In the days when I practiced Bikram yoga, it was my workout for the day. A lot of this had to do with the sheer amount of time involved — a session is 1:30. When travel time is added in, that can amount to two or more hours involved. Logistically, it had to be my exercise choice of the day. In addition, the heat caused such a depletion of fluids and electrolytes that it was necessary to thoughtfully rehydrate. So, clearly, Bikram would be the workout for the day.

Another aspect folks brought up is the level of practice. I’m still in the beginner/intermediate group, so I’m working to master poses. That’s one level of intensity. Once I am more proficient in the poses, the next step is increasing the intensity of my practice. That will cause me to reevaluate how I use yoga in my schedule.

It Depends on the Type of Yoga

The “it depends” group was the same size as “rest day” and “workout” responders. My guess is that these folks may be working with a less structured fitness schedule. For example: when I’m not training with a goal in mind, I’ll take on all sorts of exercise, and my weeks vary quite a bit. Yoga can be a fun treat.

Screenshot of funny Facebook comment about yoga

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Published by Leah Nyfeler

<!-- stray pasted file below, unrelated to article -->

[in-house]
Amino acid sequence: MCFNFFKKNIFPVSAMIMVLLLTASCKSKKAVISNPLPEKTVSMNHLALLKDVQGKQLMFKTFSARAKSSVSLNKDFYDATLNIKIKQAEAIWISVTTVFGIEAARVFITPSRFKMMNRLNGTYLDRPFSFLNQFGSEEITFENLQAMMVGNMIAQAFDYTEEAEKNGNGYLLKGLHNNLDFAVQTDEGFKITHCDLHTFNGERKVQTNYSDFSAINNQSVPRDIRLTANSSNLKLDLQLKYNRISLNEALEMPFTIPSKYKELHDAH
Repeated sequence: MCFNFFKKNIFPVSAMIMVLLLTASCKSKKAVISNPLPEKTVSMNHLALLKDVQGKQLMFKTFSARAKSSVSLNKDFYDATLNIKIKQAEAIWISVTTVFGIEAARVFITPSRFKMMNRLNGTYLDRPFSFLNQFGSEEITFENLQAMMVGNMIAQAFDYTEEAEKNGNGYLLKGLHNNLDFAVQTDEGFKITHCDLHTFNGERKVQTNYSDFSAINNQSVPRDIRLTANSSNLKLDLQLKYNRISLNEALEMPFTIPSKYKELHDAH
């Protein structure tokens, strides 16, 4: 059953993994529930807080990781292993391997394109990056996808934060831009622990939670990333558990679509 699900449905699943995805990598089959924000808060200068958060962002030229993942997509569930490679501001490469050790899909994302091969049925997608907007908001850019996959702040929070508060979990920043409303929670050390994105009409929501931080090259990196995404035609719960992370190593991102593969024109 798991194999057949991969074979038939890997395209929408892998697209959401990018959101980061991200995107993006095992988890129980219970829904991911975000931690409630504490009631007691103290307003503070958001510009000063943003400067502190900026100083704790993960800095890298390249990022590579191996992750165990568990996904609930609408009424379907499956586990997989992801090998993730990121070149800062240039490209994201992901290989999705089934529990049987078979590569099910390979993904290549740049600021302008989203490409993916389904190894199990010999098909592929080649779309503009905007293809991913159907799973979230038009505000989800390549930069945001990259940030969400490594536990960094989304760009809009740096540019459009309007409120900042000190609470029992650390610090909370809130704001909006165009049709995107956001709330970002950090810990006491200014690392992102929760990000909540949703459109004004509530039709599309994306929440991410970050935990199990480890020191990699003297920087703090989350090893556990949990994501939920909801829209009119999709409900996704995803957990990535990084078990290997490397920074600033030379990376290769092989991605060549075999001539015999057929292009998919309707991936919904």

I'm a writer, editor, runner, and adventurer who is always looking for the next new story, exciting adventure, and good meal/book/movie. My focus is on helping people find their best, healthiest self through sharing what I know and how I've come to learn it. In addition to my blog "Enjoying the Journey: Observations on the Fit Life" at, my articles have appeared in a variety of print and online magazines. You can hear me as part of the 2015 Austin cast of Listen To Your Mother.

5 thoughts on “Yoga — Workout or Supplement (or Both)?

  1. I know this is a comment to old article. When they say – it depends – maybe the group is talking about the type of yoga. Yoga Nidra would be 100% rest, no workout. Yin Yoga could be recovery, deep stretching but no strength or cardio. Many other types of basic yoga could count as active recovery or main workout, depending on the intensity of the instructor and focus of the person practicing. Flow Yoga can be one step more, but again depends on the person practicing. Power Yoga and Hot Yoga (hot is mainly because of the heat and not the poses) are the most intense and is a main workout. Then you add in custom classes from studios that can get really intense. Choose your yoga based on your goals and schedule for each day. Yoga is my main workout always and I supplement with basic cardio. I mix it up, twice a week two hour sessions mixing Flow then Yin. Rest day Nidra and Yin. Power Yoga once a week. Other days seeking out classes where I can work on learning complex poses. Look at flying pigeon – yoga is hard.

    1. I’m glad you commented! Yes, it definitely depends on type. Back when I was doing Bikram, however, I’d have still called it “supplemental” because it was secondary to my main fitness (even though it’s more intense than the hatha yoga I was practicing at the time I wrote this). I used it as altitude training for Pikes Peak marathon–the heat does all the great things that being at altitude does for the body.

      These days, I’m out of my yoga practice and that’s not a good thing. Thanks for bringing this back up, Christine!